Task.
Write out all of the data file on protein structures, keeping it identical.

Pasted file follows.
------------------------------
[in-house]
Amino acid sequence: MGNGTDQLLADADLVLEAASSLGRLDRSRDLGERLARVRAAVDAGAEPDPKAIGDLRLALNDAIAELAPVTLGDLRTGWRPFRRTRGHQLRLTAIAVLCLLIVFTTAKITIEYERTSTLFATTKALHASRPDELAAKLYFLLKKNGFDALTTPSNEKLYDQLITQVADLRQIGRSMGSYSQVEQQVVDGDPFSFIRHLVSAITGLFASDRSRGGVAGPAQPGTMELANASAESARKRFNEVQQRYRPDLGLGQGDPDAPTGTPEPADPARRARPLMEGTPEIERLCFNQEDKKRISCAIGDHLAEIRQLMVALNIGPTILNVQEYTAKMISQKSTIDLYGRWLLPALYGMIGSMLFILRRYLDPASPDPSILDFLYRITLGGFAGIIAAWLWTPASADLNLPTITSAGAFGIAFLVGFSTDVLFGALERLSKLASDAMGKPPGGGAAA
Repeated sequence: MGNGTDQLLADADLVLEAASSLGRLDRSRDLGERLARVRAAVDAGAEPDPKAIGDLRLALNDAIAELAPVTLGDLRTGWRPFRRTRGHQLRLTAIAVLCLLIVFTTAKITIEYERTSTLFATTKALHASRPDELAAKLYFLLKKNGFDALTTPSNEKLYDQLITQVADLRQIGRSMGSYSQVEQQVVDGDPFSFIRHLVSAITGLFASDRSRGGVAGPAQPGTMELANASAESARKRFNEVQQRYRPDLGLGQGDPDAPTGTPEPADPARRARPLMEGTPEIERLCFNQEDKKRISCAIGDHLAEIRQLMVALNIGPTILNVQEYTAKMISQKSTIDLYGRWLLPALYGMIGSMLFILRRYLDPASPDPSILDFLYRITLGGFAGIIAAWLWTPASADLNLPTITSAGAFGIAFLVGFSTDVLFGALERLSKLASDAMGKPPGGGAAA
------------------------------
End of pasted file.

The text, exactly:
[in-house]
Amino acid sequence: MGNGTDQLLADADLVLEAASSLGRLDRSRDLGERLARVRAAVDAGAEPDPKAIGDLRLALNDAIAELAPVTLGDLRTGWRPFRRTRGHQLRLTAIAVLCLLIVFTTAKITIEYERTSTLFATTKALHASRPDELAAKLYFLLKKNGFDALTTPSNEKLYDQLITQVADLRQIGRSMGSYSQVEQQVVDGDPFSFIRHLVSAITGLFASDRSRGGVAGPAQPGTMELANASAESARKRFNEVQQRYRPDLGLGQGDPDAPTGTPEPADPARRARPLMEGTPEIERLCFNQEDKKRISCAIGDHLAEIRQLMVALNIGPTILNVQEYTAKMISQKSTIDLYGRWLLPALYGMIGSMLFILRRYLDPASPDPSILDFLYRITLGGFAGIIAAWLWTPASADLNLPTITSAGAFGIAFLVGFSTDVLFGALERLSKLASDAMGKPPGGGAAA
Repeated sequence: MGNGTDQLLADADLVLEAASSLGRLDRSRDLGERLARVRAAVDAGAEPDPKAIGDLRLALNDAIAELAPVTLGDLRTGWRPFRRTRGHQLRLTAIAVLCLLIVFTTAKITIEYERTSTLFATTKALHASRPDELAAKLYFLLKKNGFDALTTPSNEKLYDQLITQVADLRQIGRSMGSYSQVEQQVVDGDPFSFIRHLVSAITGLFASDRSRGGVAGPAQPGTMELANASAESARKRFNEVQQRYRPDLGLGQGDPDAPTGTPEPADPARRARPLMEGTPEIERLCFNQEDKKRISCAIGDHLAEIRQLMVALNIGPTILNVQEYTAKMISQKSTIDLYGRWLLPALYGMIGSMLFILRRYLDPASPDPSILDFLYRITLGGFAGIIAAWLWTPASADLNLPTITSAGAFGIAFLVGFSTDVLFGALERLSKLASDAMGKPPGGGAAA